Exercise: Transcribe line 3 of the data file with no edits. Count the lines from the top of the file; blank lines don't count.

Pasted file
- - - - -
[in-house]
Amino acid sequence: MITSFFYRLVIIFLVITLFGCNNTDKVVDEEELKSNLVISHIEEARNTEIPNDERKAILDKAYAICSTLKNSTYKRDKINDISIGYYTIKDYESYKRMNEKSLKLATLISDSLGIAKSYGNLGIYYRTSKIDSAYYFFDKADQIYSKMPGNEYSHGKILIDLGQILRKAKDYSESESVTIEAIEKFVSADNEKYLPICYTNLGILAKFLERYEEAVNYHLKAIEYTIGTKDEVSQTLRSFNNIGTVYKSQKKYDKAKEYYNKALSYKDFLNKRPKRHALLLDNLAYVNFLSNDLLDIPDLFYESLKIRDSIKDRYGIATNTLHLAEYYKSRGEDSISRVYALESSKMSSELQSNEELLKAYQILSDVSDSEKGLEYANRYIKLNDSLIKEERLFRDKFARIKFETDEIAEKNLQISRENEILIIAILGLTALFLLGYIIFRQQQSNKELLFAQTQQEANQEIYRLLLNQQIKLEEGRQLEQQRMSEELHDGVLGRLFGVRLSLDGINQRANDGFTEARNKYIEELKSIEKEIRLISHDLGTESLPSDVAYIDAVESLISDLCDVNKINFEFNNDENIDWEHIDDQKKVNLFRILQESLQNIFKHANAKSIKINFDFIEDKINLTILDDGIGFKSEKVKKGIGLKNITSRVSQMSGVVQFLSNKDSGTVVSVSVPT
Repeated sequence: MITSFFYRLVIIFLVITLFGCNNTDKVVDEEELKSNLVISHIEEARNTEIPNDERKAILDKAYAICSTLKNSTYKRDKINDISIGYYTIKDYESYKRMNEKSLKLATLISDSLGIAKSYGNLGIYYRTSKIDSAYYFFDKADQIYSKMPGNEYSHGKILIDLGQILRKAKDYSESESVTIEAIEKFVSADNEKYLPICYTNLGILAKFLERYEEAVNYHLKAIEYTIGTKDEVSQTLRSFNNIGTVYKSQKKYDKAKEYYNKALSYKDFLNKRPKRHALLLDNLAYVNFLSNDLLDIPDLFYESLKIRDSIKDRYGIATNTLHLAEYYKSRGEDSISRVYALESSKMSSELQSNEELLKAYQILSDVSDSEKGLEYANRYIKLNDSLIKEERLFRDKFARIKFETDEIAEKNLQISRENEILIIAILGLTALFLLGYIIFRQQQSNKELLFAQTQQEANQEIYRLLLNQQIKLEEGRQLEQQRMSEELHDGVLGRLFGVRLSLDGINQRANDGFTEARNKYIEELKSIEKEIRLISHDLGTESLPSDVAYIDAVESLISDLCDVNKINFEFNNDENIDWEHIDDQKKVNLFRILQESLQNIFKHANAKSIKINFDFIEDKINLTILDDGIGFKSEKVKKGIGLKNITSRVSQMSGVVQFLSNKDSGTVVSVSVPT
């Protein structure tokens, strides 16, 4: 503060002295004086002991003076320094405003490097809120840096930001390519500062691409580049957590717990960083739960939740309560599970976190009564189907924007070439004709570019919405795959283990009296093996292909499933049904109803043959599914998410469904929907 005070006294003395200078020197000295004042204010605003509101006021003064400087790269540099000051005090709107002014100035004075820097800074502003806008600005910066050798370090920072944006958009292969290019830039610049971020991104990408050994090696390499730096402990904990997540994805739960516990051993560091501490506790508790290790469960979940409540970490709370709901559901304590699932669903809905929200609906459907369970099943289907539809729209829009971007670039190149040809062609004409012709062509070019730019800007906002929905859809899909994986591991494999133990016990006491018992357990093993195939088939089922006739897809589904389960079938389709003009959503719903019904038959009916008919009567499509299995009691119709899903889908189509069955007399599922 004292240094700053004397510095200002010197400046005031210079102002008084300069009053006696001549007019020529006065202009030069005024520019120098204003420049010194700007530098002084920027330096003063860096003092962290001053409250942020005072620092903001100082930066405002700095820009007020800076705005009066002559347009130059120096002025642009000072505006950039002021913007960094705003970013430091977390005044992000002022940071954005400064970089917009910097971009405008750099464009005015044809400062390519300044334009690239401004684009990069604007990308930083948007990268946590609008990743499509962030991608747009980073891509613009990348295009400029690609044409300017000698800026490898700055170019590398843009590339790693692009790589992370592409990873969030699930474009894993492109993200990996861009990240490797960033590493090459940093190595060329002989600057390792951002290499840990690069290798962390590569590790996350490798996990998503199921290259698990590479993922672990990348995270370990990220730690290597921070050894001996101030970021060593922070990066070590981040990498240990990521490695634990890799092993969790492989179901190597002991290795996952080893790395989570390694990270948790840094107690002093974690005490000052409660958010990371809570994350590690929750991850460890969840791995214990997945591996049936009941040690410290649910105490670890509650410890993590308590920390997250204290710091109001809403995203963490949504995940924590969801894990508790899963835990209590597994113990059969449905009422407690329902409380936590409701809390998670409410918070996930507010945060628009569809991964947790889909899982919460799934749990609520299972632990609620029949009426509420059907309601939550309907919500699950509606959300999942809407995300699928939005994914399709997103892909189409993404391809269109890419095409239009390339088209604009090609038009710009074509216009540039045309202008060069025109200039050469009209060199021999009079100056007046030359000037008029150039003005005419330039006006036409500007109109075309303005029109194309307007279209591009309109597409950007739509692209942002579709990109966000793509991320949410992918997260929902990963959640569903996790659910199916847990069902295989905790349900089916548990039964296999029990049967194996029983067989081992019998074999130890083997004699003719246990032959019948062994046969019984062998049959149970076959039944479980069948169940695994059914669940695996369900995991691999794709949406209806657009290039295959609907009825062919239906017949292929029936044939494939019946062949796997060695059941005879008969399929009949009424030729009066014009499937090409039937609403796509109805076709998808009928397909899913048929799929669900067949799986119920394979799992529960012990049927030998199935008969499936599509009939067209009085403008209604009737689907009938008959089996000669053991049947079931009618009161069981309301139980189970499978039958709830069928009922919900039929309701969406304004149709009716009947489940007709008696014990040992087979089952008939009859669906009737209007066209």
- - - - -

Repeated sequence: MITSFFYRLVIIFLVITLFGCNNTDKVVDEEELKSNLVISHIEEARNTEIPNDERKAILDKAYAICSTLKNSTYKRDKINDISIGYYTIKDYESYKRMNEKSLKLATLISDSLGIAKSYGNLGIYYRTSKIDSAYYFFDKADQIYSKMPGNEYSHGKILIDLGQILRKAKDYSESESVTIEAIEKFVSADNEKYLPICYTNLGILAKFLERYEEAVNYHLKAIEYTIGTKDEVSQTLRSFNNIGTVYKSQKKYDKAKEYYNKALSYKDFLNKRPKRHALLLDNLAYVNFLSNDLLDIPDLFYESLKIRDSIKDRYGIATNTLHLAEYYKSRGEDSISRVYALESSKMSSELQSNEELLKAYQILSDVSDSEKGLEYANRYIKLNDSLIKEERLFRDKFARIKFETDEIAEKNLQISRENEILIIAILGLTALFLLGYIIFRQQQSNKELLFAQTQQEANQEIYRLLLNQQIKLEEGRQLEQQRMSEELHDGVLGRLFGVRLSLDGINQRANDGFTEARNKYIEELKSIEKEIRLISHDLGTESLPSDVAYIDAVESLISDLCDVNKINFEFNNDENIDWEHIDDQKKVNLFRILQESLQNIFKHANAKSIKINFDFIEDKINLTILDDGIGFKSEKVKKGIGLKNITSRVSQMSGVVQFLSNKDSGTVVSVSVPT